New Futures for Birmingham`s Historic Buildings

Dress to impress

Posted October 17th, 2012 by jenniwaugh with 2 Comments


Men’s workwear for sale in the Kay & Co Ltd mail-order catalogue, Autumn 1920. Catalogue images © Kays Heritage Group, © of digital images University of Worcester

Our wonderful volunteers at the Newman Brothers Coffin Works have spent a lot of time researching the clothes that would have been worn by the factory staff. We have some photos to go on, but very few original fabrics or clothes from the early 20th cent survive, laregly because they were long ago worn to bits or turned into dusters.

It was very exciting then to turn to the World of Kays website, a web resource created by a team from the University of Worcester Research Collections, led by Jenni Waugh, one of our newest trustees.

William Kilbourne Kay ran a shop in Worcester selling clocks, silver plate and jewellery.  He founded Kay & Co Ltd mail order company in 1890 when he found that he was increasingly receiving orders from rural customers who, unable to travel easily to the city, asked Kay to deliver their goods.

From the outset, Kay & Co catalogues including a range of sturdy boots for the working man, suitable for all trades including ‘railwayman, cow man, farm labourer and carpenter’.

Sturdy boots for the working man. Note the photograph of agricultural workers – many of Kays’ sales were to rural communities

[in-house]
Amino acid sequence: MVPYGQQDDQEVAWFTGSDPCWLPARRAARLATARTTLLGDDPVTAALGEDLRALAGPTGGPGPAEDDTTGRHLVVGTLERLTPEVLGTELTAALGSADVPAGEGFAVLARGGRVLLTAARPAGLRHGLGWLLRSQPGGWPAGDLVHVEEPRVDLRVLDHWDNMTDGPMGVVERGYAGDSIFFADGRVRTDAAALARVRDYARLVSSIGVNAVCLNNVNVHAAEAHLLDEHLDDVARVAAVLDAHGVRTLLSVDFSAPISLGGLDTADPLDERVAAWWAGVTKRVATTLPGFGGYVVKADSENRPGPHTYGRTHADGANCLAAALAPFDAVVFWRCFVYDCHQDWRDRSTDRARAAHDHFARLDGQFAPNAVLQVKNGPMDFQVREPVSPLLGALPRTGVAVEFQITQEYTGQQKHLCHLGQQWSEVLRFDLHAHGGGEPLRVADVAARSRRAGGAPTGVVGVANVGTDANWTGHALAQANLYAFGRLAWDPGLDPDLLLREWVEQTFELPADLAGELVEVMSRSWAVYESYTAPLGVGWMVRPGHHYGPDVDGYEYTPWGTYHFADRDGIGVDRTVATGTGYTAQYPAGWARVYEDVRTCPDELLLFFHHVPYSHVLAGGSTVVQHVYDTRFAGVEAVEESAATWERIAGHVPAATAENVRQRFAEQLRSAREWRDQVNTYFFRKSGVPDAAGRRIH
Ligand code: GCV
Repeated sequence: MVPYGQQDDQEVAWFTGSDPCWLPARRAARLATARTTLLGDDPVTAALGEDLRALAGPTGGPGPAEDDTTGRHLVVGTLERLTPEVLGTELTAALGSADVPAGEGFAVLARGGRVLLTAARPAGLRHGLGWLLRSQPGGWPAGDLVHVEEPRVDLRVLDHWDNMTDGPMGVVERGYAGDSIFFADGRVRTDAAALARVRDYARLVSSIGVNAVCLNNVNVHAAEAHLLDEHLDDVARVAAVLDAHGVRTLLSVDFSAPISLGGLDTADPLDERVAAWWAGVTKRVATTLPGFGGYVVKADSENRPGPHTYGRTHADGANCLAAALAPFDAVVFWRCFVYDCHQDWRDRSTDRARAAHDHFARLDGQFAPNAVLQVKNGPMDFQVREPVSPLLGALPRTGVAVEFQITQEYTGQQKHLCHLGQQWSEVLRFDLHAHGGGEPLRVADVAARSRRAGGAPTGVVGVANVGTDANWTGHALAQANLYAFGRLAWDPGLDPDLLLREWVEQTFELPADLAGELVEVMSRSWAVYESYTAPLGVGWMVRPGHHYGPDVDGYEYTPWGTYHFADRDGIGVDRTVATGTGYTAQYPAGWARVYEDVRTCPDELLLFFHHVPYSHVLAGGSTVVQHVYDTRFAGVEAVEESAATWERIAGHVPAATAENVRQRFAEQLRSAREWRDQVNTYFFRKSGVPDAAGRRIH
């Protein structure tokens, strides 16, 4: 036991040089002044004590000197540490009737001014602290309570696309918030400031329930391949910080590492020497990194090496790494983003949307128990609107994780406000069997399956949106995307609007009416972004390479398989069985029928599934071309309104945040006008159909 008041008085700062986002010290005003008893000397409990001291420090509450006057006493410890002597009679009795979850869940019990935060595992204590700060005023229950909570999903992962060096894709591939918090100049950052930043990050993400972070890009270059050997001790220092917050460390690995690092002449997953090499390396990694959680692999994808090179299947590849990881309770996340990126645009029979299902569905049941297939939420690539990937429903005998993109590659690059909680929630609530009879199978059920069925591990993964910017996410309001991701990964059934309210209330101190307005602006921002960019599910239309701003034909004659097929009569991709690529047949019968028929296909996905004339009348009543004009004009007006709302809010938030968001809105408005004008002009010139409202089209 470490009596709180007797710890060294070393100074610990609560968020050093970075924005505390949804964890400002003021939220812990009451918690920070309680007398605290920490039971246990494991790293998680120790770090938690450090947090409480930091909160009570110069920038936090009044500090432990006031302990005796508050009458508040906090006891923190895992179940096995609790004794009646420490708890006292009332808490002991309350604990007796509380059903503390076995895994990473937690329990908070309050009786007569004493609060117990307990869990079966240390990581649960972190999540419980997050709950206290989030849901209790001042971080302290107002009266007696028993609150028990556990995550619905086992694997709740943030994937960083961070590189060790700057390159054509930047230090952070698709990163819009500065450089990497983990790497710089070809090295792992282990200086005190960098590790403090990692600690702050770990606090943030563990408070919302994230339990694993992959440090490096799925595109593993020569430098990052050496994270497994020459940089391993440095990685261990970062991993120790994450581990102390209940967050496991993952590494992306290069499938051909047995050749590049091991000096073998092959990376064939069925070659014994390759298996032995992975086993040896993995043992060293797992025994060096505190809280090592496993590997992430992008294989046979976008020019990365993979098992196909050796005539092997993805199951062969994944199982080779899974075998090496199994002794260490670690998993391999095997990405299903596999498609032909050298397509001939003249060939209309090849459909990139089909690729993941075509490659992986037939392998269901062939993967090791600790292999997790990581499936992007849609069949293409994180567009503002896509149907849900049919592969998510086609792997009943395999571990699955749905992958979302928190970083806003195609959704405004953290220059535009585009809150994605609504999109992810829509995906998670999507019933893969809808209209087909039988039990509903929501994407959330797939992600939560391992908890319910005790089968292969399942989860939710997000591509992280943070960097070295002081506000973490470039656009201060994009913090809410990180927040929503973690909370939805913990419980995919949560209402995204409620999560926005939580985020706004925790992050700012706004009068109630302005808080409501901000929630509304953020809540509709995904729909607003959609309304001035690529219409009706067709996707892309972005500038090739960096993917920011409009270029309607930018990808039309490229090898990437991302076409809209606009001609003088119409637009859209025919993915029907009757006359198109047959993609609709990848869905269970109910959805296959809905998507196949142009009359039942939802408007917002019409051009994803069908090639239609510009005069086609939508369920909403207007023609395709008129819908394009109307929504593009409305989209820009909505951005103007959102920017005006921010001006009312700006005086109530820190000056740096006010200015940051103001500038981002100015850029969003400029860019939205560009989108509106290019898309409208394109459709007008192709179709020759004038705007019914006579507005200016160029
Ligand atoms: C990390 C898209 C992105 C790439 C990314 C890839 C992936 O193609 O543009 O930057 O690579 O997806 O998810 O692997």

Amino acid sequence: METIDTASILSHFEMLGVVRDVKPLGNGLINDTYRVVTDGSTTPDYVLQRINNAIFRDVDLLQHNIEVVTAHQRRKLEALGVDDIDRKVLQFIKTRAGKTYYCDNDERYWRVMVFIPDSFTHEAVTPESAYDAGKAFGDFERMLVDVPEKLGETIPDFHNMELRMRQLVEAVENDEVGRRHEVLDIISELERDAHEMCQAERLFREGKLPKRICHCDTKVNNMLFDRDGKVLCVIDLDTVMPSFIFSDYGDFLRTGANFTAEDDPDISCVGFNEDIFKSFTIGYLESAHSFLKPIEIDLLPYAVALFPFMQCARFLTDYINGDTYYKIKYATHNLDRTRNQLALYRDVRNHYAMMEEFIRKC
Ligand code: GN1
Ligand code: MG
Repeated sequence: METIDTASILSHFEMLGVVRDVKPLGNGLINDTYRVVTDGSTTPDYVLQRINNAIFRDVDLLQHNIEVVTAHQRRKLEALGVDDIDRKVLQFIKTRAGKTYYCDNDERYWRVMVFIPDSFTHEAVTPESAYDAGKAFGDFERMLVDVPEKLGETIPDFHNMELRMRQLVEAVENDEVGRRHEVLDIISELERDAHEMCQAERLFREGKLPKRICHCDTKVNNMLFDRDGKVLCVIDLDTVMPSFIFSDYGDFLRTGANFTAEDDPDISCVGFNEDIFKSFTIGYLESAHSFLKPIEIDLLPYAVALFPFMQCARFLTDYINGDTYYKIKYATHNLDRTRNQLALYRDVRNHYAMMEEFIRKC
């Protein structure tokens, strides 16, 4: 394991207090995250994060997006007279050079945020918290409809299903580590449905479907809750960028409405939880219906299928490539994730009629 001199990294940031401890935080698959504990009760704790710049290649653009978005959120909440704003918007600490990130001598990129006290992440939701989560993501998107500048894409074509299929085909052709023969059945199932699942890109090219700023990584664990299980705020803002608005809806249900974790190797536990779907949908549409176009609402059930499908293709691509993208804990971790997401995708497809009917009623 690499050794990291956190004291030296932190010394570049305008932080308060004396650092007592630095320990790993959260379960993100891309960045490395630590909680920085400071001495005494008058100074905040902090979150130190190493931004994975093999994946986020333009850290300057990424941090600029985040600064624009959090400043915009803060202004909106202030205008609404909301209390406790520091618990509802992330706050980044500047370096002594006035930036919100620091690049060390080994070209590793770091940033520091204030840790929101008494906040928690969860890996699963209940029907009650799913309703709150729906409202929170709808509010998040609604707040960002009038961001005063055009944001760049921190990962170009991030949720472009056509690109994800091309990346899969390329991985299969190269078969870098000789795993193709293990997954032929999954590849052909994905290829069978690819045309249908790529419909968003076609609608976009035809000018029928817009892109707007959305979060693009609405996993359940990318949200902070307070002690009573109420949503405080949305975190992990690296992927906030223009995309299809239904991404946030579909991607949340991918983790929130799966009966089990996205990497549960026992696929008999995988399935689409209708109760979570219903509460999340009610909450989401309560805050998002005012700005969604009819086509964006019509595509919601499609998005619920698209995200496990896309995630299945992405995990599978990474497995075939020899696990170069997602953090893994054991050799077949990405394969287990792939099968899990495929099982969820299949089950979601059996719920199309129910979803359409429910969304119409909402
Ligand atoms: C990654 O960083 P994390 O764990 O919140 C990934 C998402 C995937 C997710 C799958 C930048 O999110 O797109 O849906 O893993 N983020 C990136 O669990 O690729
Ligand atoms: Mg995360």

Aprons and overalls for the ladies, Kays catalogue, Autumn 1923. Note the pre-war styles for women in service, whilst the overall has the new, higher hemline.

The men’s workwear sold by Kays was made from hardwearing materials such as cotton twill, denim, corduroy, moleskin, flannel and wool, and came in a range of styles including dungarees, jackets and trousers for the labouring man and warehouse coats for his foreman.There was also a range of aprons and servicable dresses for working women, including frilled aprons and caps for those working in service.  During the second world war, Kays began to sell women’s trousers and dungarees as part of their workwear selection – practical clothing for the factories and munitions works.

Whilst men’s clothing came in serviceable shades of brown and blue, the overalls worn by the women were increasingly bright and colourful, especially as new forms of synthetic fabric proved to be both hardwearing and easy to wash.

We hope to develop yet further the costumed interpretation offered at the Coffin Works and at other sites, so we plan to delve deeper into the pages of Kays to see what else we can wear when we dress to impress!




2 Responses to “Dress to impress”

  1. Oliver Paker October 30, 2012

    This catalog is a printed version of online shopping and its simpler kind can still be seen in the form of newspaper advertisements where makers provide customers with home delivery of the goods. It’s interesting to see how marketing techniques are making shopping more and more easier for the customers.


  2. Suzanne Carter October 17, 2012

    World of Kays is a fab website and includes oral history extracts from ex-Kays workers, film footage made by media students, poetry inspired by reminiscence as well as a wealth of images from the catalogues. It is a real trip down memory lane for those of you young enough to remember! Ah, the eighties, what were we thinking! Any Brummies out there remember the White Arrow delivery vans?


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